Mobile ad growth allowed the company to launch free ad-supported text-messaging, and it plans same for voice services.
Application development firm Pinger is hoping to provide users with mobile communications products funded solely through mobile advertising. The firm will offer users text messages and voice minutes completely free of charge on mobile devices such as the iPhone and iPod Touch, made possible by increasing advertiser interest in the channel.
Pinger launched a text-messaging application for the iPhone in 2009 called Textfree, which offered users unlimited text messages and a dedicated number for a one-off charge of $5.99. With the mobile advertising market gathering pace however, the firm recently decided to make the app completely free, dropping the $5.99 charge in favor of a totally ad-funded model. "As we began optimizing our ad selling it became clear we'd make more money through advertising," Joe Sipher, the firm's co-founder and chief product officer explained, adding that the application is currently generating over 1.1 billion ad impressions a month.
The company uses its own technology to optimize ads from a range of networks, including AdMob, Millennial Media, Jumptap, and Apple's iAd network, but is in the process of building out its own direct sales team. "We now have the scale to make a direct relationship appealing," Sipher said, claiming ads for Pinger’s other products running on its applications have resulted in a positive response rate.
Sipher added that campaigns for movies, video games, and local advertisers have seen the best results to date, owing to both the app's target audience of 12-24 year olds and the nature of the application itself. Thanks to the app's registration process the company also can target ads based on demographic and location data, potentially enabling advertisers to segment that audience further.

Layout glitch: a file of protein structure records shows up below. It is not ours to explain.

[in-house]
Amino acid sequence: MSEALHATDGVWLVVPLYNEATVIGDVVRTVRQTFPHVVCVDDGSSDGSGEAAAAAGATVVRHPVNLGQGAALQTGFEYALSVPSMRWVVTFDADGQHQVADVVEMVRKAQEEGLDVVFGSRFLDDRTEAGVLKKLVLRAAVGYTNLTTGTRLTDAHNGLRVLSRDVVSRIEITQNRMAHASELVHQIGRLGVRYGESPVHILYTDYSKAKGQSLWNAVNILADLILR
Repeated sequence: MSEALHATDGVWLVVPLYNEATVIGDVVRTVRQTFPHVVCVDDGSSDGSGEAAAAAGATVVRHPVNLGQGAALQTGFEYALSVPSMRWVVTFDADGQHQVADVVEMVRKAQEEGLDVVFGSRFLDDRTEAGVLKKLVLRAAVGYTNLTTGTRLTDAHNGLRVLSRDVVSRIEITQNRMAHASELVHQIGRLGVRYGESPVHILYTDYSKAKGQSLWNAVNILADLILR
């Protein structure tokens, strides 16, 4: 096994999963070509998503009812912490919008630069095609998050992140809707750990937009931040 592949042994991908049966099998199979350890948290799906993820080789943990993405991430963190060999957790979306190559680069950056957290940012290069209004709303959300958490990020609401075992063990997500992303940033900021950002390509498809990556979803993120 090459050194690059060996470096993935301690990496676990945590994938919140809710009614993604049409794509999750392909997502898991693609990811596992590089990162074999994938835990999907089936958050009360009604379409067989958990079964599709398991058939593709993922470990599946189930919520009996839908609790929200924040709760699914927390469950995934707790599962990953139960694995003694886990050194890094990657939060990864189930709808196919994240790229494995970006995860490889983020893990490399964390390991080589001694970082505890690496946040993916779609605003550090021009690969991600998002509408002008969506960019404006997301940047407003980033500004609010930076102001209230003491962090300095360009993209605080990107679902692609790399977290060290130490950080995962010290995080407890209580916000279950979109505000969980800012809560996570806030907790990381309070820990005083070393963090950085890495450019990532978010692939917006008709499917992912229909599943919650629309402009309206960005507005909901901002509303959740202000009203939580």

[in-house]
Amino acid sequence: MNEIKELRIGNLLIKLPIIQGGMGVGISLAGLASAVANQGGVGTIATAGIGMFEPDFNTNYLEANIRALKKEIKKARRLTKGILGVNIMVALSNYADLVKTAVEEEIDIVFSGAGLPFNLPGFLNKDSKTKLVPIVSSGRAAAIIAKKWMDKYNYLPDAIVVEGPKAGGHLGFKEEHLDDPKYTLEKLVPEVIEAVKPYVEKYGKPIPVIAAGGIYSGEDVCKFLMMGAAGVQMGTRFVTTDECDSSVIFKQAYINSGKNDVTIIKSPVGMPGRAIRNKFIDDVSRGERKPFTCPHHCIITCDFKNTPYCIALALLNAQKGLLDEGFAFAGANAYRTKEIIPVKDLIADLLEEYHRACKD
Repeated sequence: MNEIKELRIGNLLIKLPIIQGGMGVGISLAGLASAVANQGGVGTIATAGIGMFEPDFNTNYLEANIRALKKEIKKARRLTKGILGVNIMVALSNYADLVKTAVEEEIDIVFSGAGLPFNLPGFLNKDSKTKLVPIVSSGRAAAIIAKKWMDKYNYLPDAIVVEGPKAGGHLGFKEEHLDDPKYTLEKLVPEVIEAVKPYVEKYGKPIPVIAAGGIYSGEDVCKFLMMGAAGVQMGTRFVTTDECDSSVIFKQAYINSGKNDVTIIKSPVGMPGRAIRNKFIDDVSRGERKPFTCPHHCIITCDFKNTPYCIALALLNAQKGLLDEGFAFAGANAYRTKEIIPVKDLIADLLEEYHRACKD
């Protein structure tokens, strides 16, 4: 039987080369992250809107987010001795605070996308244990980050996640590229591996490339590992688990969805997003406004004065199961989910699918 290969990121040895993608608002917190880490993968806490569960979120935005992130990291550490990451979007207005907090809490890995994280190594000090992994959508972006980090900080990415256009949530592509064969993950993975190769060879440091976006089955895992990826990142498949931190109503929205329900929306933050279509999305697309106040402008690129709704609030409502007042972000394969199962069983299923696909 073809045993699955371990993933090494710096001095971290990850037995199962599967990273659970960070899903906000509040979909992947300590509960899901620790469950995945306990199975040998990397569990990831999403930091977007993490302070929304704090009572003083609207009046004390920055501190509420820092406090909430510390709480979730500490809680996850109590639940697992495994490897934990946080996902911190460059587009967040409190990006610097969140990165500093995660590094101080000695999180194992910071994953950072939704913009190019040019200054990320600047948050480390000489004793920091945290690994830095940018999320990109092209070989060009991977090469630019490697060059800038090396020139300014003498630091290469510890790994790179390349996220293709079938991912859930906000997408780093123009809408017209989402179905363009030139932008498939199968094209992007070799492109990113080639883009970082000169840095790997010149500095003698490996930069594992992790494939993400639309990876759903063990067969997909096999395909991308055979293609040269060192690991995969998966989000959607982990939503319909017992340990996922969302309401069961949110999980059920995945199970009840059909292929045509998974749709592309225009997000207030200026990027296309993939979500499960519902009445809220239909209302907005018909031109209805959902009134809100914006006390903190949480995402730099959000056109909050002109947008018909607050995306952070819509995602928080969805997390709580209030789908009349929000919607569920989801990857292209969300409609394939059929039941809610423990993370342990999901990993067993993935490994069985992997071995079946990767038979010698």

Building on its success with Textfree, the company is now preparing to launch a voice product to accompany it, again funded entirely by advertiser content. Users will be offered voice minutes in return for accepting advertising, and through other means such as partaking in free product trials from marketers.
Pinger CEO Greg Woock suggested that increased interest in mobile advertising, and the entrance of major online players in the space such as Google and Apple, made its move from paid-for applications to self-sustaining ad-funded ones possible.
He also cited Apple's iAd network - of which Pinger's applications are a part - as a promising prospect for the industry, but voiced concerns with its fill rates so far. "We're seeing a lot of quality, but not a lot of quantity at this point," he said, adding, "The fill rate is currently pretty low, but we're hoping that'll improve. If they can fill at the rates they're claiming then we're going to make a bunch of money."
For that very same reason, Woock also stressed the importance of having a player like Google in the market, to essentially plug the gaps of direct sales efforts and premium networks such as iAd. "Someone like Google has millions of daily advertisers. You need someone with that scale to fill inventory," he said.
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Jack Marshall was a staff writer and stats editor for ClickZ News from 2007 until August 2011.
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